Becoming a Caregiver: Tips and Considerations

One day, you wake up and discover that you are no longer the person you had been the day before. Yesterday, you were a mother, father, spouse, an advertising executive, program developer, builder, social worker. Today, you are a caregiver—because your mother had a stroke, or your father fell and has a brain injury, or your spouse had a heart attack, or your child has just been diagnosed with leukemia. Although we are all likely to face this time at some point in our lives, it is not something for which we’re ever prepared. It often comes upon us unexpectedly, and the learning curve can be steep.

If you find yourself suddenly thrust in to this role or simply want to start thinking about what will be needed when the time comes, here are some tips to help you get started:

  • Get educated: Learn as much as you can about your care receiver’s condition from reliable sources. It helps to understand the disease or illness and how it may impact the person in need of care. This includes learning about the side effects of medications used to treat the person. Your care receiver is likely to be uncomfortable and or confused. He or she may experience pain. The medications they receive may have physical and/or emotional side effects, such as depression or agitation. Knowledge will help you handle potentially difficult situations.
  • Research services and supports: Initially, the need for care may arise from a crisis. However, once the crisis is over and the care receiver comes home, the caregiving demands change. Find out what services and supports are available for the person you are caring for in the home. Questions to consider:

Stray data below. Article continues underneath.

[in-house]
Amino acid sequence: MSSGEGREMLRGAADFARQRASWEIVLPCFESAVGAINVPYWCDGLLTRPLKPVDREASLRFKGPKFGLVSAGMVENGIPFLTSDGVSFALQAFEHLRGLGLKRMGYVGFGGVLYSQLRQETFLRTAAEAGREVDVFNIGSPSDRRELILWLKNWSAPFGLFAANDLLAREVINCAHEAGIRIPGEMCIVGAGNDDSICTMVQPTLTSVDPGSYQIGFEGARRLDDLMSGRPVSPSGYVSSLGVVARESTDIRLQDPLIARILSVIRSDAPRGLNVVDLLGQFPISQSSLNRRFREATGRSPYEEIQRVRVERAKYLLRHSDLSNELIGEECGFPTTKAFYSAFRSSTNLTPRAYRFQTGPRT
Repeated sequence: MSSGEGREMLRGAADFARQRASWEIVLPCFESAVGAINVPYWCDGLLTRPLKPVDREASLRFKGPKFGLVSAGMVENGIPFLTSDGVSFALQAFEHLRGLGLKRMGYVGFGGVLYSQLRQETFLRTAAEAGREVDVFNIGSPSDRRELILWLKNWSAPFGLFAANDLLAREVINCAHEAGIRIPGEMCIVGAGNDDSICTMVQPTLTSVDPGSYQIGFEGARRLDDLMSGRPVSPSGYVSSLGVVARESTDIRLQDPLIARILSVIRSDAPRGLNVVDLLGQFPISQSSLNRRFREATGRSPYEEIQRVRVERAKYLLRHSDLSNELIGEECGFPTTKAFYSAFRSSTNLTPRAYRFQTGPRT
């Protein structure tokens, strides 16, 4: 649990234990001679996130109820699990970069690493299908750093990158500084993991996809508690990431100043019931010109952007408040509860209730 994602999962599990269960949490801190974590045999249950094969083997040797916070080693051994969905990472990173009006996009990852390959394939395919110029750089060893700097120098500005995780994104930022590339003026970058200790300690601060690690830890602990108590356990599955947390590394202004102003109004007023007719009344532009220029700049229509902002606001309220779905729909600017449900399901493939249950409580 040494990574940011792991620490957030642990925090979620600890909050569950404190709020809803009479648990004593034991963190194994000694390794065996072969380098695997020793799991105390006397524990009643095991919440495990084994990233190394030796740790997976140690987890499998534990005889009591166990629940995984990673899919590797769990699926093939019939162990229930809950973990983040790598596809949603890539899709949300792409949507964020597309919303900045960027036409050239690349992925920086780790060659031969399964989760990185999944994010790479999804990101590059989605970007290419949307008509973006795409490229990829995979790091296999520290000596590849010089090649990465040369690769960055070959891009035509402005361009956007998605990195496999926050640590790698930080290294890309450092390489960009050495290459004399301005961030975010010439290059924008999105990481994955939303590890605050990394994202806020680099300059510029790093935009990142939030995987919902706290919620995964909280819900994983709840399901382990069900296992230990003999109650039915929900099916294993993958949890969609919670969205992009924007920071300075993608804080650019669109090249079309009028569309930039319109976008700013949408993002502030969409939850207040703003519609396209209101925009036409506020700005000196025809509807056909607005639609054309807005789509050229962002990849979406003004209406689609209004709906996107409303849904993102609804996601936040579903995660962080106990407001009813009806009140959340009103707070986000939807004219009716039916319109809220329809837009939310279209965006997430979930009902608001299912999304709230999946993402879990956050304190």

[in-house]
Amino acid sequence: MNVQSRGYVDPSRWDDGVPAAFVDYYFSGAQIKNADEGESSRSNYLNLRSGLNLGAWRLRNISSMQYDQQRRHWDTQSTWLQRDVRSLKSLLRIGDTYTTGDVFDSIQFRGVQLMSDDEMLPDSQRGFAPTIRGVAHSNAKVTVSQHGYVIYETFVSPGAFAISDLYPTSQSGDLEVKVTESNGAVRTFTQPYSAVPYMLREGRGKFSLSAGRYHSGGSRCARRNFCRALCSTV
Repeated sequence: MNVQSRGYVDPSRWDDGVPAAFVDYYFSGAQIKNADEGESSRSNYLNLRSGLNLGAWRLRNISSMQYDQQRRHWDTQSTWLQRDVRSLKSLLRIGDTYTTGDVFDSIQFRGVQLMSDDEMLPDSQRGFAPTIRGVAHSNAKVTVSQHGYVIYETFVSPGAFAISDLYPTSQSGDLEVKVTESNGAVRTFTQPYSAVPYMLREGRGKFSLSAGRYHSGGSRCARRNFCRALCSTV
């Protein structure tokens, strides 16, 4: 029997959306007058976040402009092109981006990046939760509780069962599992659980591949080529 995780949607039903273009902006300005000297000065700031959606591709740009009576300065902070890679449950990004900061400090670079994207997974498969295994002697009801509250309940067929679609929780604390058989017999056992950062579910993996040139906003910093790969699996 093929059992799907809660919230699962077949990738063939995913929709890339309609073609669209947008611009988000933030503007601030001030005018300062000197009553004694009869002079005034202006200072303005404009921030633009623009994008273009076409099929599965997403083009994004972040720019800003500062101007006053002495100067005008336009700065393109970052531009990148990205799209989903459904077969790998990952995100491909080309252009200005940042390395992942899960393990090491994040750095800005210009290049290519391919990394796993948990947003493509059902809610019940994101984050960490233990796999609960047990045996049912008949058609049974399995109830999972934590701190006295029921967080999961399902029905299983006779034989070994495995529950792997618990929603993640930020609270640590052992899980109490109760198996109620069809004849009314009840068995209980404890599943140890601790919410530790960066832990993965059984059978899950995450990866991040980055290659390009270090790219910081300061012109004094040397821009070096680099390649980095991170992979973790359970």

• Is the care receiver eligible for home health services such as a visiting nurse, physical, occupational or speech therapy?
  • Do you have a doctor’s order for home health services? Often, the doctor will put in the order upon discharge from a hospital, but it’s important to be proactive and advocate on behalf of your loved one.
  • Should you ask for a doctor’s order for other services such as palliative and hospice care? These types of services are not always suggested or ordered unless you ask for them.
  • Will you need an aide to help with care at home?
  • What about medical equipment such as a hospital bed or wheelchair?

What you will need to arrange will depend on the level and duration of care that will be required. This might include some home modification such as installing grab bars, hand rails on stair cases, a wheelchair ramp or chair lift. If you are returning to work, have other family obligations or need respite you may want set up home meal delivery and explore what technology has to offer. These days, it ranges from simple emergency response systems to medication dispensers, health and house/person monitoring. There are also adult day care services in many areas.

  • Ask for help: Last, but not least, don’t be hesitant to call upon other family members and friends for temporary or ongoing assistance. There is no virtue in taking on the whole burden of care if help is available. You will be better off accepting help, and for that reason so will the person receiving the care.

Remember, if not today than someday, each of us will most likely become a caregiver or a care receiver and, very possibly, we will experience both of those circumstances at one time or another in our lives.

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